The Harbor Bank of Maryland
Harbor Bank of Maryland opened its doors in September of 1982 with $2.1 million in assets. As of December 31, 2016, Harbor Bank's assets were $254 million. The bank conducts general banking business in seven branch locations and primarily serves the Baltimore, Maryland Metropolitan area. The Bank also has a branch in Riverdale, Prince George’s County, Maryland. The Harbor Bank offers checking, savings, time deposits, credit cards, debit card, commercial real estate, personal, home improvement, automobile, and other installment and term loans. The Bank is also a member of a local and national ATM network. The retail nature of the Bank allows for diversification of depositors and borrowers so it is not dependent upon a single or a few customers. The bank is proud of being the first community bank in the country to have an Investment Subsidiary, Harbor Financial Services.
Harbor Bank’s Mortgage Department was the first in the State of Maryland to receive Fannie Mae funding under the Community Development Financial Institution (CDFI) Program.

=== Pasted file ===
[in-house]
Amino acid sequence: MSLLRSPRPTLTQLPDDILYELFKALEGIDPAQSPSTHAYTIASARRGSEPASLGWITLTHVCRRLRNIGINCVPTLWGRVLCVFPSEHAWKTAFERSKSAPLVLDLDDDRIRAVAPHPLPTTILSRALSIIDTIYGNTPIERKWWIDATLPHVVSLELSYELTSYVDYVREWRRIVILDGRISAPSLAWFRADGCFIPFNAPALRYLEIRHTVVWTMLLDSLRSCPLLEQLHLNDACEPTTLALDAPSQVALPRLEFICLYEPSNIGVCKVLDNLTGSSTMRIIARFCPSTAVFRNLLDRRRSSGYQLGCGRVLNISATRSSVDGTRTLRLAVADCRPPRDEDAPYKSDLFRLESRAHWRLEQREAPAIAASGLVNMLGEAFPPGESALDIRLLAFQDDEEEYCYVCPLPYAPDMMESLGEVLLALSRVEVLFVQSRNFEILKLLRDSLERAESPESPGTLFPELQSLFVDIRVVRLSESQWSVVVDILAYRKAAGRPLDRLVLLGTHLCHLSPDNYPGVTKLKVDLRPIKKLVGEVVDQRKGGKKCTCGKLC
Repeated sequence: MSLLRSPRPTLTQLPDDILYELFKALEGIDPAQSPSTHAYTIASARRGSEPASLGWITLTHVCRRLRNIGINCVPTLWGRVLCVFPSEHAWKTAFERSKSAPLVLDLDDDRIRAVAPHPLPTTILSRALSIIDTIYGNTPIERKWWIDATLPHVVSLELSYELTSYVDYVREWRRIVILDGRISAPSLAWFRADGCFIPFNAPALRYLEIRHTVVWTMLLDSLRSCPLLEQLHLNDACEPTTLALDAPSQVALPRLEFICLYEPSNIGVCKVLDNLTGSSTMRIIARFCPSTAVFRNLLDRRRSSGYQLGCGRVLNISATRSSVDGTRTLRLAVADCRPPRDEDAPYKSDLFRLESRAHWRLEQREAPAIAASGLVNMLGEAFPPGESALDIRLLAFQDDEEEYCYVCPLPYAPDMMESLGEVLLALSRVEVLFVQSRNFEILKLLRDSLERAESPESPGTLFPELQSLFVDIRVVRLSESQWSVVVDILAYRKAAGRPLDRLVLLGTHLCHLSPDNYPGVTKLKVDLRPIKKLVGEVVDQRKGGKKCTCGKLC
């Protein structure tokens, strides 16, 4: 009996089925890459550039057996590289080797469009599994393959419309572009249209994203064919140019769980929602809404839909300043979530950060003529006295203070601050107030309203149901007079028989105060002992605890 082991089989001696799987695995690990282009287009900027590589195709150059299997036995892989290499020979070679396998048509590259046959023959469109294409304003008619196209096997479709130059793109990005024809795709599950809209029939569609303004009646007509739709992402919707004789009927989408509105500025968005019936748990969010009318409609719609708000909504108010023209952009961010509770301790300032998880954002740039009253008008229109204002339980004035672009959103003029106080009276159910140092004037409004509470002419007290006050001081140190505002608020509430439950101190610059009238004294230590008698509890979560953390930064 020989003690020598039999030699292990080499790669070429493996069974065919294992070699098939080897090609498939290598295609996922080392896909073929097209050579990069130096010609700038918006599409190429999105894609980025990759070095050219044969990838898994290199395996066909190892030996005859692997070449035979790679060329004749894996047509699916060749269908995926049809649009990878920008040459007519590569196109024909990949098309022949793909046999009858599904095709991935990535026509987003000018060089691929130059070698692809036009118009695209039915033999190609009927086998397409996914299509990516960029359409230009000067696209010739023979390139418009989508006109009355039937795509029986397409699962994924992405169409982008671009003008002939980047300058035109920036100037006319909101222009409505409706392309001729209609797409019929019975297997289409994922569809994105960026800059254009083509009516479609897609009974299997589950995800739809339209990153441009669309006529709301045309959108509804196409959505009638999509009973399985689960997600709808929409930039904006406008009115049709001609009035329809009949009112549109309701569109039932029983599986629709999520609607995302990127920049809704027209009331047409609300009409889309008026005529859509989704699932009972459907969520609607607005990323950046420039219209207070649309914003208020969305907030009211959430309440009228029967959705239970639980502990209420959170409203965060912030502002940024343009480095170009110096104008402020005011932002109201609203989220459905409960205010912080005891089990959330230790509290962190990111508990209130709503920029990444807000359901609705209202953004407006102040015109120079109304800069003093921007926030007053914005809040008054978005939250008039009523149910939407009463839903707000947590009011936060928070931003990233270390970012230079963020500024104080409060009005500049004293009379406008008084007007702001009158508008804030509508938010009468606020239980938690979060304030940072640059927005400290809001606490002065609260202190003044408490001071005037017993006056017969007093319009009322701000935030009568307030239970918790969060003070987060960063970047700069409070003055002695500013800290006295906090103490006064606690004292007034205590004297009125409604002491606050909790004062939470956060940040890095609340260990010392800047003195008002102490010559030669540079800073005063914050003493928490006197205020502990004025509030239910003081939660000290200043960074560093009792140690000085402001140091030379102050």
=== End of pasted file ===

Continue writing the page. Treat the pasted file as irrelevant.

Historically Black-owned banks have been a foundational pillar for the community by providing African Americans access to financial services and capital for businesses. Now, with movements such as #BankBlack, social media has brought awareness to the importance of banking Black and using our money to back these institutions. For those interested in making the shift over, Rolling Out recommends five high-performing black banks, including CDBA's Industrial Bank, OneUnited Bank, and The Harbor Bank of Maryland.
John Lewis has more than 22 years of experience in the financial services industry and works as the Executive Vice President & Chief Administrative Officer for The Harbor Bank of Maryland. As such, Lewis is aptly prepared to offer crucial insights regarding the new 2018 investing incentives created by the Tax Cuts and Jobs Act. In this article, Lewis speaks specifically towards the topic of Opportunity Zones.
Maryland has the highest representation of minority and women-owned businesses in the nation. However, those enterprises suffer disproportionately from being denied access to funding. And when they do access capital, much less is typically offered at higher interest rates, according to the U.S. Department of Commerce Minority Business Development Agency. How do we address this? Well, John Lewis, Executive Vice President of the Harbor Bank of Maryland, testified recently to the Senate that "community banks are the solution as they are essential to small business asset development."